LeJeune believes that the study abroad experience has helped him not only to enhance his worldview, but also to appreciate what he is learning back at LSU even more. “Whatever my studies lead me to, I can draw back on those experiences, what I learned, down the road,” he said.


Senior Morgan Johnson spent the summer of 2016 with the Honors College program in Cuba. As a political science major, Johnson felt that the trip was an incredible opportunity to learn about perspectives from a country with which the United States has had conflict. “We got to hear from Cuban professors from the University of Havana,” she said. “It was so interesting to hear their viewpoints on things like the Cold War.”

Associate Professor of English and Folklorist Dr. Solimar Otero has served as a leader of the Honors in Cuba Study Abroad Program. She says that this unique trip offers Honors students a valuable perspective of Cuban history and culture. “By interacting with regular people, professors, and artists, we get into a range of experiences that are almost always life-changing and memorable,” she says.

Student Morgan Johnson on her LSU Honors in Cuba trip.

Johnson says that the trip gave the students plenty of room for exploration. “We saw so many historical sites, and took excursions from the city into the country,” she said.

Studying the history of Cuba alongside Cuban art and folklore, the students on the 2016 trip truly had an immersive experience within the culture.

“We encountered people living very differently from the way we do here in the United States,” Johnson said.

Johnson believes that everyone should have an experience abroad, especially in an educational setting. “We have our own perspectives as Americans,” she said. “We are all humans, but we don’t have the same experiences [universally]. Going to visit places so different from ours shows us what we don’t see, and allows us to connect. It really teaches us to appreciate our own freedoms here in America.”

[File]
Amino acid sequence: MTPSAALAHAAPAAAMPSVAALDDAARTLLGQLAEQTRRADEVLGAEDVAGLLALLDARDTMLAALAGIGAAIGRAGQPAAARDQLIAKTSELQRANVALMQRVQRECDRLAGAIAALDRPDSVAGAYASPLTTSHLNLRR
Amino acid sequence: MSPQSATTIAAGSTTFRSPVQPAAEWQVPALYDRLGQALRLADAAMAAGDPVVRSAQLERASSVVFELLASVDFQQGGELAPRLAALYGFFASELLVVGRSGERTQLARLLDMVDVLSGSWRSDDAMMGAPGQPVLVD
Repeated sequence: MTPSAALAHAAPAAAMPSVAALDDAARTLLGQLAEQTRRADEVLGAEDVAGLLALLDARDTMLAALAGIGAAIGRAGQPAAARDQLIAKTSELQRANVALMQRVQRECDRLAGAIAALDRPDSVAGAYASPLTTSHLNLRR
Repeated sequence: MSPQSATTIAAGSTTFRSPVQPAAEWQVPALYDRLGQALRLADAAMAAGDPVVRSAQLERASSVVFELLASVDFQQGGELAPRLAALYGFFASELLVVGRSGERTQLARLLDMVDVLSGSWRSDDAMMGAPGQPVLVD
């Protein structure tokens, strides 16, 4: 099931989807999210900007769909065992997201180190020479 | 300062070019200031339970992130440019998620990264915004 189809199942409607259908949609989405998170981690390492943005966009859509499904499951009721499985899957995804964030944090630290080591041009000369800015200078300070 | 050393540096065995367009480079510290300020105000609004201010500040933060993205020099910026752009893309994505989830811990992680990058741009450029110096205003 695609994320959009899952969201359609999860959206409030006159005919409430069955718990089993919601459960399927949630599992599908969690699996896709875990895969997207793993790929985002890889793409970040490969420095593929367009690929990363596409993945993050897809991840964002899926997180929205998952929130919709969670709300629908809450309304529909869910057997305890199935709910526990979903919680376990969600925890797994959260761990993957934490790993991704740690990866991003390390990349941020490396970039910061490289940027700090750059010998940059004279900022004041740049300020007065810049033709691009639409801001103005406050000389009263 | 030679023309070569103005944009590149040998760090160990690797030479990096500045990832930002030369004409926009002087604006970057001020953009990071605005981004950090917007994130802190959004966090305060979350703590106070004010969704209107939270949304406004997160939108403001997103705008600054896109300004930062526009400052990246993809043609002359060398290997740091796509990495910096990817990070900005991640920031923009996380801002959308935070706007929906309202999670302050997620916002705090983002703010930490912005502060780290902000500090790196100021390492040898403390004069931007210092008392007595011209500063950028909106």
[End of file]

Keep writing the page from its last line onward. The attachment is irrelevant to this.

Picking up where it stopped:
Mass Communications and Marketing sophomore Sarah LaBorde also attended the very first Ogden Honors in Oxford program this past summer. LaBorde spoke about the experience of applying historical concepts to things she was seeing every day. “We would talk about a Jane Austen novel in the morning, and then go outside into present day Britain, and be able to apply those concepts,” she said. “It was so cool.” 

One of her favorite moments of the trip was getting the opportunity to watch the Royal Shakespeare Company perform Julius Caesar in Shakespeare’s own hometown. “We had spent the past several days and weeks reading the very text Shakespeare used to write the story,” she said. “And then we just saw the words brought to life.”

Ogden Honors in Oxford students in front of the The Eagle and Child.

The biggest takeaway from her study abroad experience, she said, was perspective. “Where you are and the people around you definitely has an effect on your worldview. Changing the place and the people really taught me that perspective is so important to relating to people in life.”

LaBorde added that the value of her study abroad experience extended beyond the authors and literature she explored along the way.

“It’s more than just learning about Jane Austen, more than Plutarch. It’s about gaining experience and layering your education so that you can apply that to how you view the world,” she said. “It’s about global citizenship rather than just focusing on your own community.” 


Story by Jordan LaHaye.